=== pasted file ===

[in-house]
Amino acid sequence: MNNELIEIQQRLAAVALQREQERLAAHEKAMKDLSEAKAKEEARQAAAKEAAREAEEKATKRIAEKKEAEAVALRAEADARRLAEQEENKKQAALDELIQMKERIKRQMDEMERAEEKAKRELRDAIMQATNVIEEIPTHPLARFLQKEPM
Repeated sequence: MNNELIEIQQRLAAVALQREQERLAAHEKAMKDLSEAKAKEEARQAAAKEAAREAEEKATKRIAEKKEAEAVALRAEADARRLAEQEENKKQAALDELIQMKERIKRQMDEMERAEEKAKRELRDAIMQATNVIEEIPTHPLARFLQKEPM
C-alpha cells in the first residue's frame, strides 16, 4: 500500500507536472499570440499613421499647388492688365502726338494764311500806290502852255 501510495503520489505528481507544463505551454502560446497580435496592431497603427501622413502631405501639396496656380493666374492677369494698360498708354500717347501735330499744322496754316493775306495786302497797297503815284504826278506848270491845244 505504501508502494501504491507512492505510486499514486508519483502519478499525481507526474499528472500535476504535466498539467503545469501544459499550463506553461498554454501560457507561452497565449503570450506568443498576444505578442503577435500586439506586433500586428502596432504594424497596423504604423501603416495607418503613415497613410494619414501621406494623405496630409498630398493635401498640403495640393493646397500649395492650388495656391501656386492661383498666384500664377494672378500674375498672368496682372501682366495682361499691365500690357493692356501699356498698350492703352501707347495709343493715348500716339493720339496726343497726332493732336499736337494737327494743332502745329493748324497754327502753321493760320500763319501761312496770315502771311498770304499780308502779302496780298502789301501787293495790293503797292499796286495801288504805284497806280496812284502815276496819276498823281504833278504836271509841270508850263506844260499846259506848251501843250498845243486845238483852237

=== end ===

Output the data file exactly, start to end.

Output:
[in-house]
Amino acid sequence: MNNELIEIQQRLAAVALQREQERLAAHEKAMKDLSEAKAKEEARQAAAKEAAREAEEKATKRIAEKKEAEAVALRAEADARRLAEQEENKKQAALDELIQMKERIKRQMDEMERAEEKAKRELRDAIMQATNVIEEIPTHPLARFLQKEPM
Repeated sequence: MNNELIEIQQRLAAVALQREQERLAAHEKAMKDLSEAKAKEEARQAAAKEAAREAEEKATKRIAEKKEAEAVALRAEADARRLAEQEENKKQAALDELIQMKERIKRQMDEMERAEEKAKRELRDAIMQATNVIEEIPTHPLARFLQKEPM
C-alpha cells in the first residue's frame, strides 16, 4: 500500500507536472499570440499613421499647388492688365502726338494764311500806290502852255 501510495503520489505528481507544463505551454502560446497580435496592431497603427501622413502631405501639396496656380493666374492677369494698360498708354500717347501735330499744322496754316493775306495786302497797297503815284504826278506848270491845244 505504501508502494501504491507512492505510486499514486508519483502519478499525481507526474499528472500535476504535466498539467503545469501544459499550463506553461498554454501560457507561452497565449503570450506568443498576444505578442503577435500586439506586433500586428502596432504594424497596423504604423501603416495607418503613415497613410494619414501621406494623405496630409498630398493635401498640403495640393493646397500649395492650388495656391501656386492661383498666384500664377494672378500674375498672368496682372501682366495682361499691365500690357493692356501699356498698350492703352501707347495709343493715348500716339493720339496726343497726332493732336499736337494737327494743332502745329493748324497754327502753321493760320500763319501761312496770315502771311498770304499780308502779302496780298502789301501787293495790293503797292499796286495801288504805284497806280496812284502815276496819276498823281504833278504836271509841270508850263506844260499846259506848251501843250498845243486845238483852237